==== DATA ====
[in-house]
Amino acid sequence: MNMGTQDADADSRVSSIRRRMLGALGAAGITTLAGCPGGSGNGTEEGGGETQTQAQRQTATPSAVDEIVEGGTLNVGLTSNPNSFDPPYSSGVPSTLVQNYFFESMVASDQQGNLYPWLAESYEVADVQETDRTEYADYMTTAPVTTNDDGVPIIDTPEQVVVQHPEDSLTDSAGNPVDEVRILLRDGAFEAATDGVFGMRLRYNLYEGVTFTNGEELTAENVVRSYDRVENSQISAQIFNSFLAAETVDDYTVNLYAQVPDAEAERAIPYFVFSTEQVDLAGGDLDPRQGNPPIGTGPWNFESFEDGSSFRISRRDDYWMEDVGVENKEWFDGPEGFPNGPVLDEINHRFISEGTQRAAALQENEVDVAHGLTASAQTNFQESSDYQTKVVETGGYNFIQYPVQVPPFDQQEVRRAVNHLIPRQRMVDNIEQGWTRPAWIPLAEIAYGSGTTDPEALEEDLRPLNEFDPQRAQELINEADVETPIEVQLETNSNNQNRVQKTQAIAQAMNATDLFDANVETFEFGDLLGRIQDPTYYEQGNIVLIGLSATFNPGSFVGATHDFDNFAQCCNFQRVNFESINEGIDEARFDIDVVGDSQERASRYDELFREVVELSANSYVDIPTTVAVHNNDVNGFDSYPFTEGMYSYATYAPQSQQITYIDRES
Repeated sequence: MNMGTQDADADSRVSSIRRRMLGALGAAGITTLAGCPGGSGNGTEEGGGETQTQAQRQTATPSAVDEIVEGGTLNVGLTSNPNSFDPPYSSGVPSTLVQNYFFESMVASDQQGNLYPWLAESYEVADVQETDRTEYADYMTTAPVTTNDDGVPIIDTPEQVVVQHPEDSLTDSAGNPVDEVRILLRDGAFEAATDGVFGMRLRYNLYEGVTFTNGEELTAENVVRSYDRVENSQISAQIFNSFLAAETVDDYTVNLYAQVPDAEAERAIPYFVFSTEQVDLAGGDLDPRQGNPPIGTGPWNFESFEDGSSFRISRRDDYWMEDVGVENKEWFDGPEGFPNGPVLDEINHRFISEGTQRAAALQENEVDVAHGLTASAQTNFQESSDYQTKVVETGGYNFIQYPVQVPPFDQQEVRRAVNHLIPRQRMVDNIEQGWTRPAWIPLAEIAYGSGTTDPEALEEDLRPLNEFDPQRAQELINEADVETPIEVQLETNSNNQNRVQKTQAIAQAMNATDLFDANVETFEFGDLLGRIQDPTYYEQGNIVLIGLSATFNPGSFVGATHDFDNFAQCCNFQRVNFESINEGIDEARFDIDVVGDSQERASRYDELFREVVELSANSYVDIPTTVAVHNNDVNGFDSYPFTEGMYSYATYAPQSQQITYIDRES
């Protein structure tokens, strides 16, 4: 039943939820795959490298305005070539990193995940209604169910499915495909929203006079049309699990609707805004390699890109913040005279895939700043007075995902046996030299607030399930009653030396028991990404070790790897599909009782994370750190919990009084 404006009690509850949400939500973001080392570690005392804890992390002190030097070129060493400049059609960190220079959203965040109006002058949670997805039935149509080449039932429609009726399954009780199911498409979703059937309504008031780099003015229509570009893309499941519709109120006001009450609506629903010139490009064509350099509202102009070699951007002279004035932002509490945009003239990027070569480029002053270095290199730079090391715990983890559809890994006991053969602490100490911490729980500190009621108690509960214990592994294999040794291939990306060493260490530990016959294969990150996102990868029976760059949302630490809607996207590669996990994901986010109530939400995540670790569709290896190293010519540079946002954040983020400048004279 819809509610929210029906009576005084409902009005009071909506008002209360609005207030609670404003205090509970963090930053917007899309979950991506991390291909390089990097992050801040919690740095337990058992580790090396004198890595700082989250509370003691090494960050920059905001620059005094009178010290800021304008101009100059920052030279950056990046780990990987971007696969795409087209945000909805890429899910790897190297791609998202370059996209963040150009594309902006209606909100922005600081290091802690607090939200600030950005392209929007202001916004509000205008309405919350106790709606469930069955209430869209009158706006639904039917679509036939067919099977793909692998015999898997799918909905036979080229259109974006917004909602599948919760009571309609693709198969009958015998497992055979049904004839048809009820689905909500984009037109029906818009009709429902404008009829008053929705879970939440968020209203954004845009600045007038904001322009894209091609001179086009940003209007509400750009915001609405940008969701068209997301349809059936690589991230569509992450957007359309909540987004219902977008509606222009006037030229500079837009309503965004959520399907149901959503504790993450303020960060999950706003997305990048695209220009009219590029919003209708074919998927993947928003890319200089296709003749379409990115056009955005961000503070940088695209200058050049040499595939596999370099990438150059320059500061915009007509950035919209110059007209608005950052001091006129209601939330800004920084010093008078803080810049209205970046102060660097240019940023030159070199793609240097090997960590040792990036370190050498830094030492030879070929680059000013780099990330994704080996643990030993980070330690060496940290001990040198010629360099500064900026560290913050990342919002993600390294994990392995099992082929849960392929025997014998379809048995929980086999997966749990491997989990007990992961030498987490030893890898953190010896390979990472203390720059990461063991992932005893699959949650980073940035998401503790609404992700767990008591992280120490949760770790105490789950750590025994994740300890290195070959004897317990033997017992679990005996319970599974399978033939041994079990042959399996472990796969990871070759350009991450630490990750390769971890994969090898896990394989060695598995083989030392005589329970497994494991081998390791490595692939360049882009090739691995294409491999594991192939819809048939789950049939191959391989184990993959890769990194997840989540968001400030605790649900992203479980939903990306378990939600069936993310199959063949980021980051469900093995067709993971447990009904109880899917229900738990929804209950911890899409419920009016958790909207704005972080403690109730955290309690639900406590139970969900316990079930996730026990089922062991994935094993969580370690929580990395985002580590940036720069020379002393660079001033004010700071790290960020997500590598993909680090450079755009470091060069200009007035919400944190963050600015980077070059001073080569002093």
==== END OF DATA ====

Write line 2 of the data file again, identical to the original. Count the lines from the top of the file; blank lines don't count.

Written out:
Amino acid sequence: MNMGTQDADADSRVSSIRRRMLGALGAAGITTLAGCPGGSGNGTEEGGGETQTQAQRQTATPSAVDEIVEGGTLNVGLTSNPNSFDPPYSSGVPSTLVQNYFFESMVASDQQGNLYPWLAESYEVADVQETDRTEYADYMTTAPVTTNDDGVPIIDTPEQVVVQHPEDSLTDSAGNPVDEVRILLRDGAFEAATDGVFGMRLRYNLYEGVTFTNGEELTAENVVRSYDRVENSQISAQIFNSFLAAETVDDYTVNLYAQVPDAEAERAIPYFVFSTEQVDLAGGDLDPRQGNPPIGTGPWNFESFEDGSSFRISRRDDYWMEDVGVENKEWFDGPEGFPNGPVLDEINHRFISEGTQRAAALQENEVDVAHGLTASAQTNFQESSDYQTKVVETGGYNFIQYPVQVPPFDQQEVRRAVNHLIPRQRMVDNIEQGWTRPAWIPLAEIAYGSGTTDPEALEEDLRPLNEFDPQRAQELINEADVETPIEVQLETNSNNQNRVQKTQAIAQAMNATDLFDANVETFEFGDLLGRIQDPTYYEQGNIVLIGLSATFNPGSFVGATHDFDNFAQCCNFQRVNFESINEGIDEARFDIDVVGDSQERASRYDELFREVVELSANSYVDIPTTVAVHNNDVNGFDSYPFTEGMYSYATYAPQSQQITYIDRES